Products Liability : Casa Clara Condominium Association, Inc. v. Charly Toppino & Sons, Inc. | 620 So2d 1244 | June 24, 1993 | NickPrice


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Products Liability : Casa Clara Condominium Association, Inc. v. Charly Toppino & Sons, Inc.

by NickPrice
Toppino & Sons supplied concrete containing high salt concentrations to the plaintiff's condominiums and apartment buildings. The concrete caused the buildings reinforced steel to rust, which in turn caused the concrete to break. The Supreme Court of Florida held that recovery was barred in tort for this purely economic harm because no physical harm was suffered and the proper remedy lied in contract. Additionally, the court held that homeowners were not exempt from common law economic harm doctrine. EDIT ANNOTATED ITEM INFORMATION DELETE ANNOTATED ITEM

Page 1244

620 So.2d 1244

62 USLW 2025, 18 Fla. L. Week. S357,
Prod.Liab.Rep.(CCH)P 13,552

CHARLEY TOPPINO AND SONS, INC., etc., et al., Respondents.
Christopher H. CHAPIN, et al., Petitioners,
CHARLEY TOPPINO AND SONS, INC., etc., et al., Respondents.

Nos. 79127, 79128.

Supreme Court of Florida.

June 24, 1993.

        H. Hugh McConnell and Steven M. Siegfried of Siegfried, Kipnis, Rivera, Lerner & De La Torre, P.A., Coral Gables, and Daniel S. Pearson of Holland & Knight, Miami, for petitioners.


        Arthur J. England, Jr., Charles M. Auslander, Alan H. Rolnick of Greenberg, Traurig, Hoffman, Lipoff, Rosen & Quentel, P.A., Miami, and Lynn E. Wagner and Richard A. Solomon of Cabaniss, Burke & Wagner, P.A., Orlando, for respondents.


        Mark Hicks of Hicks, Anderson & Blum, P.A., Miami, amicus curiae for the Babcock Co.


        Stephen Wasinger, Elizabeth Norma McKenna, Robert W. Boos, E. Powell Miller and M. Elizabeth Wall of Honigman, Miller, Schartz and Cohn, Tampa, amicus curiae for Pulte Home Corp.


        Edwin A. Scales, III and David Brannon of Lane, Trohn, Clarke, Bertrand, Vreeland & Jacobsen, P.A., Lakeland, amicus curiae for Polk County, Fla.


        Donald M. Kaplan of McCarter & English, Boca Raton, and Andrew White, III of Patton, Boggs & Blow, Denver, CO, amicus curiae for Osmose Wood Preserving, Inc. and Hoover Treated Wood Products, Inc.


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        William J. Payne, West Palm Beach, amicus curiae for the Florida Concrete and Products Ass'n, Inc.


        Kimberly A. Ashby of Maguire, Voorhis & Wells, P.A., Orlando, amicus curiae for Florida Defense Lawyers Ass'n.


        Susan E. Trench of Goldstein & Tanen, P.A., Miami, amicus curiae for ORIXGP Intracoastal.


        Edward T. O'Donnell of Herzfeld and Rubin, Miami, amicus curiae for the Product Liability Advisory Council, Inc.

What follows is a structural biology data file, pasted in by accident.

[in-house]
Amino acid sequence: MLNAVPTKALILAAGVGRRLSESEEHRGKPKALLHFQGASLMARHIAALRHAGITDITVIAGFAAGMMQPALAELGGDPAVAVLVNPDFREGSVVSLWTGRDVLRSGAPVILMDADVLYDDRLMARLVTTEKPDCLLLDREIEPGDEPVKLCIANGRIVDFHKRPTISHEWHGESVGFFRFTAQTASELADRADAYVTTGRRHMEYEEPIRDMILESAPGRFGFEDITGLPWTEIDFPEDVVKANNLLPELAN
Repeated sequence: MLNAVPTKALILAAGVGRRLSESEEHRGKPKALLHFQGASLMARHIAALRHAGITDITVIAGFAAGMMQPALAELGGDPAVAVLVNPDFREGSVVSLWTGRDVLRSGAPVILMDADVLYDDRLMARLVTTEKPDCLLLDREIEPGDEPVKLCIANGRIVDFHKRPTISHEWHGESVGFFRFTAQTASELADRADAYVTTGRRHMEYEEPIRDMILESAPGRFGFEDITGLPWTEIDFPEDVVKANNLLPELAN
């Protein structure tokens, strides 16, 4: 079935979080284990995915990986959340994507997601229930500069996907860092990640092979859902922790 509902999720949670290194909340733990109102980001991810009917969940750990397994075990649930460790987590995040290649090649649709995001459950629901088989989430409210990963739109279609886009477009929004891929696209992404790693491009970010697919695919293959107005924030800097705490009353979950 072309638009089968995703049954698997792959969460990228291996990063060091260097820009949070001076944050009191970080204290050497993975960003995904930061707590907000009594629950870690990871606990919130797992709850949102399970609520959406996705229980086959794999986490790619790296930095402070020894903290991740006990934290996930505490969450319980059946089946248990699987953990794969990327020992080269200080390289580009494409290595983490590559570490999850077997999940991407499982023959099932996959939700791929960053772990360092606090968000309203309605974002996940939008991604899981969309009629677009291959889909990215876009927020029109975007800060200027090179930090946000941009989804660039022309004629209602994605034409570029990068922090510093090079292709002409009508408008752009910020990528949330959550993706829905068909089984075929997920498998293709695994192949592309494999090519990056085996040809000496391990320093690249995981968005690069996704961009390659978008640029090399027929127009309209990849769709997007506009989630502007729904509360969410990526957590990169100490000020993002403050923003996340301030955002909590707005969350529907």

G. William Bissett of Hardy & Bissett, P.A., Miami, amicus curiae for Masonite Corp.


        McDONALD, Justice.


        We review Casa Clara Condominium Association, Inc. v. Charley Toppino & Sons, Inc., 588 So.2d 631 (Fla. 3d DCA 1991), and Chapin v. Charley Toppino & Sons, Inc., 588 So.2d 634 (Fla. 3d DCA 1991), because of conflict with Latite Roofing Co. v. Urbanek, 528 So.2d 1381 (Fla. 4th DCA 1988), Drexel Properties, Inc. v. Bay Colony Club Condominium, Inc., 406 So.2d 515 (Fla. 4th DCA 1981), review denied, 417 So.2d 328 (Fla.1982), and Adobe Building Centers, Inc. v. Reynolds, 403 So.2d 1033 (Fla. 4th DCA), review dismissed, 411 So.2d 380 (Fla.1981). We have jurisdiction. Art. V, Sec. 3(b)(3), Fla. Const. The issue is whether a homeowner can recover for purely economic losses from a concrete supplier under a negligence theory. We agree with the district court that such a recovery cannot be had and approve the decisions under review and disapprove the conflicting decisions.


        Charley Toppino & Sons, Inc., a dissolved corporation, supplied concrete for numerous construction projects in Monroe County. Apparently, some of the concrete supplied by Toppino contained a high content of salt that caused the reinforcing steel inserted in the concrete to rust, which, in turn, caused the concrete to crack and break off. The petitioners own condominium units and single-family homes built with, and now allegedly damaged by, Toppino's concrete. 1 In separate actions the homeowners sued numerous defendants and included claims against Toppino for breach of common law implied warranty, products liability, negligence, and violation of the building code. The circuit court dismissed all counts against Toppino in each case. On appeal the district court applied the economic loss rule and held that, because no person was injured and no other property damaged, the homeowners had no cause of action against Toppino in tort. The district court also held that Toppino, a supplier, had no duty to comply with the building code.